Follow-up Coaching

Leaders at Davis leveraged Partners’ follow-up coaching to maximum effect. They thought-partnered with their coach, John Zachary, around the improvements they wanted to make and how to prioritize them. Davis’s leaders also thought about the changes they could make wholly on their own as opposed to ones that would require support if they were going to happen quickly. For example, Davis had set aside time for instructional coaching in the weekly schedule, but leaders would find it challenging to establish a strong coaching system in a short time frame. They turned to John for help. 

     John helped the school design and implement a system that would realize the full potential of the school’s coaches. The impact was significant: coaches began helping teachers improve their curriculum planning, their grouping of students in different ways for different types of lessons, and their giving students greater voice in how classes were conducted. Knowing that school administrators had helped bring about this support from coaches made teachers feel better about the school leaders and made teachers want to be stronger partners in leaders’ drive to improve student outcomes. 

     With an instructional coaching system established in the first year of the network, Davis was ready to tackle other challenges in the second year. School leaders asked for John’s help refining systems for teacher-collaboration and professional development. Because our goal is always to help our partners build capacity to sustain systems that promote educational equity and continuous improvement, this work was in our wheelhouse. 

     John helped school leaders solicit input from teachers so they would have more ownership of these systems. This included helping the school form an instructional leadership team that is largely driven by teachers. Distributing school leadership among teachers has eased  administrators’ workload and made the new systems less dependent on one or two individuals. Having teachers assume a large degree of ownership for school success has also built them up as change agents.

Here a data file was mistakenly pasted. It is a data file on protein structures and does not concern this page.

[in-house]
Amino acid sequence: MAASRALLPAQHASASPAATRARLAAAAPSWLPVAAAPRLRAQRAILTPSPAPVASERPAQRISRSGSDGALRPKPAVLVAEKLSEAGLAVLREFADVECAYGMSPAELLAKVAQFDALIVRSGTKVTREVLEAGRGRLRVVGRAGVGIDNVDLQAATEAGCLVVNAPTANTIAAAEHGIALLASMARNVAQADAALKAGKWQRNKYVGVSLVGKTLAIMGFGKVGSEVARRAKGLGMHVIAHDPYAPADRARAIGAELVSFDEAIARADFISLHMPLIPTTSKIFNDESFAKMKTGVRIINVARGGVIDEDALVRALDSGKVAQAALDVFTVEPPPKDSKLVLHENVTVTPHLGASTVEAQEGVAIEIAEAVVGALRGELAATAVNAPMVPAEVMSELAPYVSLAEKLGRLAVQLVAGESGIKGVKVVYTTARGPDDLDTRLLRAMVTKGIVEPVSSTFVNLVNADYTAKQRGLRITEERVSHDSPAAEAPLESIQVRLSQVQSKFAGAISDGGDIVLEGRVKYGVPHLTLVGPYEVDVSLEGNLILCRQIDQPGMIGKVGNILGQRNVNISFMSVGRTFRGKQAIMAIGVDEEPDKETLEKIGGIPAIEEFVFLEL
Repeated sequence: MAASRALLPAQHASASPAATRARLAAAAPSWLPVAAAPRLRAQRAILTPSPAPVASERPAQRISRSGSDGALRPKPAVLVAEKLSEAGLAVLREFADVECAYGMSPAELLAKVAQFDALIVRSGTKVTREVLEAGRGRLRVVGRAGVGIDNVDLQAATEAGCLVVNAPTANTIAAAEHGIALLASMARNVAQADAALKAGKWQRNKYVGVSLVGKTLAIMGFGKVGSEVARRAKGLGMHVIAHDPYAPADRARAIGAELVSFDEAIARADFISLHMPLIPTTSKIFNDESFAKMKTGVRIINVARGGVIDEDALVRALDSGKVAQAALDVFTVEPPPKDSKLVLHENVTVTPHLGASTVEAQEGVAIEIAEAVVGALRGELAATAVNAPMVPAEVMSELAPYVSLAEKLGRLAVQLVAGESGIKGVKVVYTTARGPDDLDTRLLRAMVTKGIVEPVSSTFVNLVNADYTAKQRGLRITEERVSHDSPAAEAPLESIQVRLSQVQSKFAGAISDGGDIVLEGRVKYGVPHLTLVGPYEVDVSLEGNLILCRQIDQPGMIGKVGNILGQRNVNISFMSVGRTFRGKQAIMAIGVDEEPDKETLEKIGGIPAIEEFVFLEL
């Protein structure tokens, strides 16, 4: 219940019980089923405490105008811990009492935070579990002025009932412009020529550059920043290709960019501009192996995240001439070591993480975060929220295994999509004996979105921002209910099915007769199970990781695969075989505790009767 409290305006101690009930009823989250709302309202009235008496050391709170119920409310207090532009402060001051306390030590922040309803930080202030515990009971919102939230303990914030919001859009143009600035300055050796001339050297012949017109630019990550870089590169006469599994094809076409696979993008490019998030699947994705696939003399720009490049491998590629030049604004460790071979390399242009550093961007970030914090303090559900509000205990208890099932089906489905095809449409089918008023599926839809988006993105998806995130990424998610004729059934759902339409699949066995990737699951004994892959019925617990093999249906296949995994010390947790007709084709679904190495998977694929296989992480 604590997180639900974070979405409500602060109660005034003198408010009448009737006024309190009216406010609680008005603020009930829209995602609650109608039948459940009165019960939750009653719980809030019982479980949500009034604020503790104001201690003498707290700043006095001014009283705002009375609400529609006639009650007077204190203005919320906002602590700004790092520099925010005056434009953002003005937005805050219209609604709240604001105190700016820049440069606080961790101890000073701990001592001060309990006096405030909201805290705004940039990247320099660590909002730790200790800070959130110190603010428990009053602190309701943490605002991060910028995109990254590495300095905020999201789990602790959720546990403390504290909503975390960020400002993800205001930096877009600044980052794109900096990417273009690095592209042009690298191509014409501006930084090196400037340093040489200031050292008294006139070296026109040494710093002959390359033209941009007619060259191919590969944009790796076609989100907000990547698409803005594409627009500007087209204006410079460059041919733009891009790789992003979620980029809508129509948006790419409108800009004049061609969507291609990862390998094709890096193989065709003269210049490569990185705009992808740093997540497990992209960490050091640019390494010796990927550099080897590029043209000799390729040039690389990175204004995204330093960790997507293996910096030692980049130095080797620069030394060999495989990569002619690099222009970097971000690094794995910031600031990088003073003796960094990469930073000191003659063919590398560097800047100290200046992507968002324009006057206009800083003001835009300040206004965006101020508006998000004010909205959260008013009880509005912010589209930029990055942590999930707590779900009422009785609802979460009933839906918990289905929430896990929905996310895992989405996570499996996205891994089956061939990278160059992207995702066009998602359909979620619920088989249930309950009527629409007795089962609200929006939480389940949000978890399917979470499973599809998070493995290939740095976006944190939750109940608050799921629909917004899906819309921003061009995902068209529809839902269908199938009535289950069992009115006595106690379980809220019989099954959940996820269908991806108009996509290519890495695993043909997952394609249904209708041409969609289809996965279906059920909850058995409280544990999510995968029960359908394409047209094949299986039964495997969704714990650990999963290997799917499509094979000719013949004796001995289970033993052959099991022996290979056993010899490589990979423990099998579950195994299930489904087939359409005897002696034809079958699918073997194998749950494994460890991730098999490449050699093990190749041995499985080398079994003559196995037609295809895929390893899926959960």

Positive Outcomes

On measures of adult and student learning, Davis showed noteworthy improvement during the two years that it participated in the Transformation Network. The school improved in the broad areas of results-oriented leadership, systems for professional learning, and core instruction, as measured by our School Transformation Reviews (STRs) conducted in 2019 and 2021. It was particularly gratifying to see that Davis had strong STR results in specific areas that indicate a school has capacity to sustain improvement on its own, after engaging with Partners.

     In addition, the students at Davis showed promising growth on state tests in English language arts (ELA) and math. In ELA, the portion of students scoring in the highest performance band increased by two percentage points in just one year. Even more impressive, the growth in math was four percentage points.